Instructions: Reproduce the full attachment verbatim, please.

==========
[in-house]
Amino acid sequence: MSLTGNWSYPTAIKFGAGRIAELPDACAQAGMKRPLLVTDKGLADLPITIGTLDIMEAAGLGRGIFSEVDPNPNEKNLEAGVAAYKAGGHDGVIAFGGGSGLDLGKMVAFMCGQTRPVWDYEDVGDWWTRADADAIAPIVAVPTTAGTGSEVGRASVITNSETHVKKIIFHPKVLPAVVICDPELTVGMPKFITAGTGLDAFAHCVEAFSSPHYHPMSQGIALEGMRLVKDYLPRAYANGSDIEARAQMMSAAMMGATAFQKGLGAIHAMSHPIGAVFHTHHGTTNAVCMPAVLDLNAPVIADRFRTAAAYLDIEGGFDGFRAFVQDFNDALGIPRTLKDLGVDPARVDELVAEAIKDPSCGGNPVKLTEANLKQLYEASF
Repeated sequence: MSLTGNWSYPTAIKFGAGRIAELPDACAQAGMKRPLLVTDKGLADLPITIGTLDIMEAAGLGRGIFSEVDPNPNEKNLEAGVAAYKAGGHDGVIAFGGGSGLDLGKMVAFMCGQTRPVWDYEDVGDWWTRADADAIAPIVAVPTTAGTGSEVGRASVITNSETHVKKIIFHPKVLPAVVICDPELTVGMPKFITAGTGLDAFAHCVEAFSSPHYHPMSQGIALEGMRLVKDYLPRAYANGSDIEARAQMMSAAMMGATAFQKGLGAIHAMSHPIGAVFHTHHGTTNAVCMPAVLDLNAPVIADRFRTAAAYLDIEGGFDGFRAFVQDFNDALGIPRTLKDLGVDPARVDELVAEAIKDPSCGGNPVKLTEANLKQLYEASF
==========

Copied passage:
[in-house]
Amino acid sequence: MSLTGNWSYPTAIKFGAGRIAELPDACAQAGMKRPLLVTDKGLADLPITIGTLDIMEAAGLGRGIFSEVDPNPNEKNLEAGVAAYKAGGHDGVIAFGGGSGLDLGKMVAFMCGQTRPVWDYEDVGDWWTRADADAIAPIVAVPTTAGTGSEVGRASVITNSETHVKKIIFHPKVLPAVVICDPELTVGMPKFITAGTGLDAFAHCVEAFSSPHYHPMSQGIALEGMRLVKDYLPRAYANGSDIEARAQMMSAAMMGATAFQKGLGAIHAMSHPIGAVFHTHHGTTNAVCMPAVLDLNAPVIADRFRTAAAYLDIEGGFDGFRAFVQDFNDALGIPRTLKDLGVDPARVDELVAEAIKDPSCGGNPVKLTEANLKQLYEASF
Repeated sequence: MSLTGNWSYPTAIKFGAGRIAELPDACAQAGMKRPLLVTDKGLADLPITIGTLDIMEAAGLGRGIFSEVDPNPNEKNLEAGVAAYKAGGHDGVIAFGGGSGLDLGKMVAFMCGQTRPVWDYEDVGDWWTRADADAIAPIVAVPTTAGTGSEVGRASVITNSETHVKKIIFHPKVLPAVVICDPELTVGMPKFITAGTGLDAFAHCVEAFSSPHYHPMSQGIALEGMRLVKDYLPRAYANGSDIEARAQMMSAAMMGATAFQKGLGAIHAMSHPIGAVFHTHHGTTNAVCMPAVLDLNAPVIADRFRTAAAYLDIEGGFDGFRAFVQDFNDALGIPRTLKDLGVDPARVDELVAEAIKDPSCGGNPVKLTEANLKQLYEASF